With new salary range laws rolling out across the US, experts say that pay transparency is a leading tool for narrowing the gender pay gap. Image: Pexels/Sora Shimazaki
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- With new salary range laws rolling out across the US, experts say that pay transparency is a leading tool for narrowing the gender pay gap.
- It’s not on individuals to close the gender pay gap—but until other systems are in place, public salary ranges can help women ask for higher pay.
- Here, Quartz offers a how-to guide.
With new salary range laws rolling out across the US, experts say that pay transparency is a leading tool for narrowing the gender pay gap. To achieve pay equity for all workers, they add, organizations need to implement system-wide changes to fight pay inequity, like conducting comprehensive pay audits that identify existing gaps and offering better caregiving policies that combat the motherhood penalty.
But while it’s not on women to out-earn the gender pay gap, experts do say there are ways they can use salary transparency as a tool for self-advocacy in job offers. Here’s how.
1. Use salary transparency to inform your value—not define it. “We put a heavy reliance on organizations to let us know what they think our worth is,” said Latesha Byrd, CEO of the talent development agency Perfeqta. “But we also need to have in mind what we believe our value is to the market.”
Byrd calls this your fair market value. As you look at an opening, ask, How does my experience and my skill set translate to a fair salary? This should be completely independent of your current pay, according to Byrd. And it should be informed by research into what other companies are paying for similar roles in your industry, along with talking to your network, colleagues and community.
2. Calculate your cost of living to see if the range fits. “Something we lose when we have marketplace conversations about a role is what our life costs,” said Samantha Ghanie, a financial resource manager at the nonprofit COOP; she works with first-generation and low-income college graduates to close employment and pay gaps.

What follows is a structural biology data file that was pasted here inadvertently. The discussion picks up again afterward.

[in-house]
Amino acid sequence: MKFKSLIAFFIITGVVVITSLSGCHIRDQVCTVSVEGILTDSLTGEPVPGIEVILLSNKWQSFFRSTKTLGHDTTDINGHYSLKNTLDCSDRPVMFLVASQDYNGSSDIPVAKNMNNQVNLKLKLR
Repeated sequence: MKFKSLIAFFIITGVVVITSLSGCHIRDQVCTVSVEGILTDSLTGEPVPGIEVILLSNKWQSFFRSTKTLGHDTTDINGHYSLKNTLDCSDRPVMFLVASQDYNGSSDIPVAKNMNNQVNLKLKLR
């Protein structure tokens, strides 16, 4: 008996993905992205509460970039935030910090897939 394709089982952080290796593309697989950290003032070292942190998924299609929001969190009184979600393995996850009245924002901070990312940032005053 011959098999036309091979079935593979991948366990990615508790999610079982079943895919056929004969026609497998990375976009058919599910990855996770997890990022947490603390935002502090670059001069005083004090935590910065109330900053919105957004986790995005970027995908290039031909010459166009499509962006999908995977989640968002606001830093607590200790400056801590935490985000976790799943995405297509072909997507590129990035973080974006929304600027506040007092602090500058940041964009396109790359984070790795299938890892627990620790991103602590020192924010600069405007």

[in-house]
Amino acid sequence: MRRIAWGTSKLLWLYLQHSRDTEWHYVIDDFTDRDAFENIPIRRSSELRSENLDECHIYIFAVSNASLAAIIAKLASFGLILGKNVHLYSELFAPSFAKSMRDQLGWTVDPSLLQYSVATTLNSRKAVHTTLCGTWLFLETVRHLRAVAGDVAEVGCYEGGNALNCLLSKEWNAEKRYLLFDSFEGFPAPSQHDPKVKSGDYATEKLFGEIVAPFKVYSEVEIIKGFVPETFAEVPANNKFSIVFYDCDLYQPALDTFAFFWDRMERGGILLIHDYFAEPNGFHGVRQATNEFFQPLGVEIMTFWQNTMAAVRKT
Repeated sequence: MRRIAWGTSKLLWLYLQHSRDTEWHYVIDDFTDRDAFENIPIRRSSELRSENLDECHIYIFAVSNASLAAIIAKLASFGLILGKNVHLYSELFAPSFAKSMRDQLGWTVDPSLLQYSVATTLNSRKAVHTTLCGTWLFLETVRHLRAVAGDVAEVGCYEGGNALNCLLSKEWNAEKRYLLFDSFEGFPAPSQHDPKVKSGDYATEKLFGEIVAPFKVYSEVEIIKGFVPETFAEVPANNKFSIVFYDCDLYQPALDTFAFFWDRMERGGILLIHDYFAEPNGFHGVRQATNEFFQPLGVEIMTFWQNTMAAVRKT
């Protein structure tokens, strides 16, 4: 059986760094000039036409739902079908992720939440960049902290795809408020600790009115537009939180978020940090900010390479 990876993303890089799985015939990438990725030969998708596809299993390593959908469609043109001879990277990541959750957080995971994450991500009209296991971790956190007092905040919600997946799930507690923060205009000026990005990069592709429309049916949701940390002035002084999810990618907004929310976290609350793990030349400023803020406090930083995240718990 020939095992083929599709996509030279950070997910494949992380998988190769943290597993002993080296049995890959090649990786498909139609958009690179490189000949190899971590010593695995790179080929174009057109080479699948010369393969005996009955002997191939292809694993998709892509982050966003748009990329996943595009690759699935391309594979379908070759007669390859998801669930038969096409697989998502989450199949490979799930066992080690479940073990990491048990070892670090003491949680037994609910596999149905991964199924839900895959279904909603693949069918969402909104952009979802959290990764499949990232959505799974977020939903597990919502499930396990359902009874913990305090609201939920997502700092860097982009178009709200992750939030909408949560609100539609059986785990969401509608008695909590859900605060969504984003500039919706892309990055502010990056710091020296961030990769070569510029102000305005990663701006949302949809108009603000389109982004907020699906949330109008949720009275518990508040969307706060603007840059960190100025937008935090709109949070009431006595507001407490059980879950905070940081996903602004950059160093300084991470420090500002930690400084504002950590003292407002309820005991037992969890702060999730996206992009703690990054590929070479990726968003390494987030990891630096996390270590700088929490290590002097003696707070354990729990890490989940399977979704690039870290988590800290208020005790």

“Someone who has a child and is sending money back home to help out with Grandma does not have the same expenses as someone who got lucky, has no student loans, and is able to only support one person,” she said. Doing intentional math around your living costs, both set and variable, can make salary needs more tangible. “It’s far more motivating [to negotiate effectively],” she said.
3. Even with a salary range, practice naming numbers. Generally, Ghanie said, women are more unwilling to say numbers in negotiations—even when salary ranges are explicit. So she advocates for practicing naming them, which she does with her clients. “Say $60,000. Say the words. You can’t say them without stuttering? You have to practice,” she said. “For the first three trials, [my women clients] usually fall apart. Then you see them start to straighten up, eyes brighten, and shoulders are back.” With a salary range helping inform your desired salary, this exercise builds conviction in it.
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4. Understand that while salary ranges may be set, additional skills can help you earn more. Because women tend to apply only to jobs they feel fully qualified for, Ghanie believes they make a mistake by not shaping job descriptions to their skillset.
For example, she said, speaking a second language doesn’t always translate to a bump in salary—but it should, as it adds to your value in new markets. Applied to a salary band, skills outside of a job description can be used to negotiate for the upper end of a range.
5. Once on the job, keep receipts. Recent research finds that salaries for new hires are 7% higher than those of current employees in similar roles—and in combination with pay inequities, that gap can widen. Byrd advocates for the collecting evidence that you’re worth what you’re asking.
“What I mean by evidence is clear results, clear stories, things that tie that to how you helped your company make more money, maybe save money—quantifiable things,” she said. If you discover that an open role at your company is offering more money than you make (as some already have), you can use that evidence to advocate for a raise that closes the gap.
Salary transparency helps affirm what underpaid workers can ask for—and while it won’t end biases or close pay gaps alone, it’s another tool for them to negotiate towards more equitable salaries. But without a rock-solid commitment by organizations to work against systemic biases, workers alone will not be able to negotiate their way to pay equality, no matter how transparency laws aid them.
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The views expressed in this article are those of the author alone and not the World Economic Forum.
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